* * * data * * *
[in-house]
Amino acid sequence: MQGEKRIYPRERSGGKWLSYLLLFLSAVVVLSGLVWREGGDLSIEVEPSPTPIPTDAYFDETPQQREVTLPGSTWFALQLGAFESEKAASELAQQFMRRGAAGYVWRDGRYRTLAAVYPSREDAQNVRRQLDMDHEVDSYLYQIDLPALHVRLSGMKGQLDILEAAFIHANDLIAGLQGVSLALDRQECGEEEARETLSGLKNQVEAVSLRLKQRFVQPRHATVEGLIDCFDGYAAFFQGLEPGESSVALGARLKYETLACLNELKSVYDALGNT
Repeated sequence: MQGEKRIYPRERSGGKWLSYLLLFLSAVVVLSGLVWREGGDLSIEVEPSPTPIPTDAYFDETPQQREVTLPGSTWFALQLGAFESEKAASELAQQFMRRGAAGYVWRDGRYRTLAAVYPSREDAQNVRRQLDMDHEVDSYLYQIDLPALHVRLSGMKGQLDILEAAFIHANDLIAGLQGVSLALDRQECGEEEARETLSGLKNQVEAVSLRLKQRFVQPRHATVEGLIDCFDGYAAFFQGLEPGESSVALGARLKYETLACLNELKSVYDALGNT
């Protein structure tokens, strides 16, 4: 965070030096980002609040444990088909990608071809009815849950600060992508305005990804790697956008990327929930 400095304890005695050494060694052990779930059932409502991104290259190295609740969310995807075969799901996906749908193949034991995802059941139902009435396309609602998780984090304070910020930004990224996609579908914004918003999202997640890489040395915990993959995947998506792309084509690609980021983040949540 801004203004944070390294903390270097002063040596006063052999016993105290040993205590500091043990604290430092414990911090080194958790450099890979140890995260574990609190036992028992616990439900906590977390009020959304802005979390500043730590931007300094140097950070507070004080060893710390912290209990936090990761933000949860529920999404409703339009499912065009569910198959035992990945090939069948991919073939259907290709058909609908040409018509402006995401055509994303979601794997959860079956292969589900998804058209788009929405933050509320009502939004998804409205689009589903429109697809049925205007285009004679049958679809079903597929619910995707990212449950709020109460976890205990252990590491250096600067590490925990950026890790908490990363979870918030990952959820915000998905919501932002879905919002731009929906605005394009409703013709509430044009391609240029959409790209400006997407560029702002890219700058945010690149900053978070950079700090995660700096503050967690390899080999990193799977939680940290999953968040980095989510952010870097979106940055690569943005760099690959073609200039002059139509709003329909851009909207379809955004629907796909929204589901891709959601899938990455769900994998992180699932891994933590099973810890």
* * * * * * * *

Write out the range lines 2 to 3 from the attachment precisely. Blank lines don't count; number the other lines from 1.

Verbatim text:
Amino acid sequence: MQGEKRIYPRERSGGKWLSYLLLFLSAVVVLSGLVWREGGDLSIEVEPSPTPIPTDAYFDETPQQREVTLPGSTWFALQLGAFESEKAASELAQQFMRRGAAGYVWRDGRYRTLAAVYPSREDAQNVRRQLDMDHEVDSYLYQIDLPALHVRLSGMKGQLDILEAAFIHANDLIAGLQGVSLALDRQECGEEEARETLSGLKNQVEAVSLRLKQRFVQPRHATVEGLIDCFDGYAAFFQGLEPGESSVALGARLKYETLACLNELKSVYDALGNT
Repeated sequence: MQGEKRIYPRERSGGKWLSYLLLFLSAVVVLSGLVWREGGDLSIEVEPSPTPIPTDAYFDETPQQREVTLPGSTWFALQLGAFESEKAASELAQQFMRRGAAGYVWRDGRYRTLAAVYPSREDAQNVRRQLDMDHEVDSYLYQIDLPALHVRLSGMKGQLDILEAAFIHANDLIAGLQGVSLALDRQECGEEEARETLSGLKNQVEAVSLRLKQRFVQPRHATVEGLIDCFDGYAAFFQGLEPGESSVALGARLKYETLACLNELKSVYDALGNT